Business

Taps are running dry for many businesses says Chamber/BDO survey

NI Chamber chief executive Ann McGregor and BDO managing partner Brian Murphy pictured announcing findings of a previous business survey (before social distancing)
Gary McDonald Business Editor

TWO in five small businesses in Northern Ireland have either completely run out of cash - or the taps will have run dry within the next four weeks.

And for those who have fallen through the cracks of eligibility for the various government grant schemes, they fear accessing a loan is no longer an option - because they simply won't be able to repay it.

But those firms which have had to furlough staff (85 per cent have furloughed some or all staff to date), the majority say they have found the claim process straightforward.

The findings are contained in the latest bellwether of sentiment in a survey by the NI Chamber of Commerce and business advisers BDO.

It gathered its data over three consecutive days last week, and its sample was around 150 member businesses.

It found that three in five businesses revealed a significant fall in income as a result of the pandemic, with most claiming they'll run out of money imminently.

It also reveals that almost three quarters of businesses have used the online Job Retention Scheme portal with the majority (74 per cent) finding the furlough claim process straightforward.

Some 25 per cent have also applied for the Coronavirus Business Interruption Loan Scheme (CBILS), with one in 10 of them having received their money by last Friday.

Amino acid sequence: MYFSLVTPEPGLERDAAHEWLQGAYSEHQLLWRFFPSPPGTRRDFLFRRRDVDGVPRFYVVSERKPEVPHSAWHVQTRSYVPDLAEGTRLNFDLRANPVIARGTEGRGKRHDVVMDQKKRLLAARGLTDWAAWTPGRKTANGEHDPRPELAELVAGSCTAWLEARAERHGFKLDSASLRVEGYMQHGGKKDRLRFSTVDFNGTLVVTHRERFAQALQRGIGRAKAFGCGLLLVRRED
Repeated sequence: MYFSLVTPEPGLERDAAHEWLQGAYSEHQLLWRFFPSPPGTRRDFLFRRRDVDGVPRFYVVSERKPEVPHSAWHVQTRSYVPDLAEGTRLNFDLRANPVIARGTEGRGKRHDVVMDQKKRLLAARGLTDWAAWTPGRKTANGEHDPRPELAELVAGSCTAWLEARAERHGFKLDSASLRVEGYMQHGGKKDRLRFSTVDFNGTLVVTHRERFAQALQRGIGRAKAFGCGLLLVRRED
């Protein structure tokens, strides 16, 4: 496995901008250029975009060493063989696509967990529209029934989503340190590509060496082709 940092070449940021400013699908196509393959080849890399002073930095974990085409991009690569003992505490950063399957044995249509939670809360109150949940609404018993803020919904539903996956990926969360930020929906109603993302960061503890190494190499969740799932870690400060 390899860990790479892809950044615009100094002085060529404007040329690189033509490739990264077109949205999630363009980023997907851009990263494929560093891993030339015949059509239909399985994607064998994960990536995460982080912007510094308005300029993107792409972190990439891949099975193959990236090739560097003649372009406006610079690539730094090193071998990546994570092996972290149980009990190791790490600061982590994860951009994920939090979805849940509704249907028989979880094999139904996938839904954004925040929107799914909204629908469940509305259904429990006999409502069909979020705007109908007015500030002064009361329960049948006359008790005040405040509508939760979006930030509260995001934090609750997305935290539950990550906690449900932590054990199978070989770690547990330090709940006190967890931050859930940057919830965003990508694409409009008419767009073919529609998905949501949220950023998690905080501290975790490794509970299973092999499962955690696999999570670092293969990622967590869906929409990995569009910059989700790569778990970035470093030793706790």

Chamber chief executive Ann McGregor said: “It's evident many business owners are facing an acute cash flow crisis, as well as fears about the long-term impact of the lockdown.

“We welcome how the government has listened to the concerns of business to date and is taking steps to get cash to the front line where it is needed. But much of this has increased business debt and will hinder recovery unless there are more grant based systems."

She described the furlough scheme as "extremely helpful" for businesses, but insisted it needs to run beyond its scheduled June 30 conclusion to help businesses transition toward a new normal as the lockdown is eased.

BDO's managing partner Brian Murphy added: “The continued erosion in revenue for so many businesses is sadly not unexpected and will have long-lasting consequences for their future.

“This pandemic has hit the business community hard, with hospitality all but closed and manufacturing and services struggling to maintain operations and employment.

“But while people's health must always be the number one priority, it's crucial that businesses are given every opportunity to come back fighting. Proactive planning and continued support are vital if companies are to have any chance of rebuilding their revenue streams."

Among the key findings of the survey are:

:: Business performance and cash flow

- Most businesses have suffered a hit in revenue with 75 per cent of firms seeing income fall in just 6 weeks.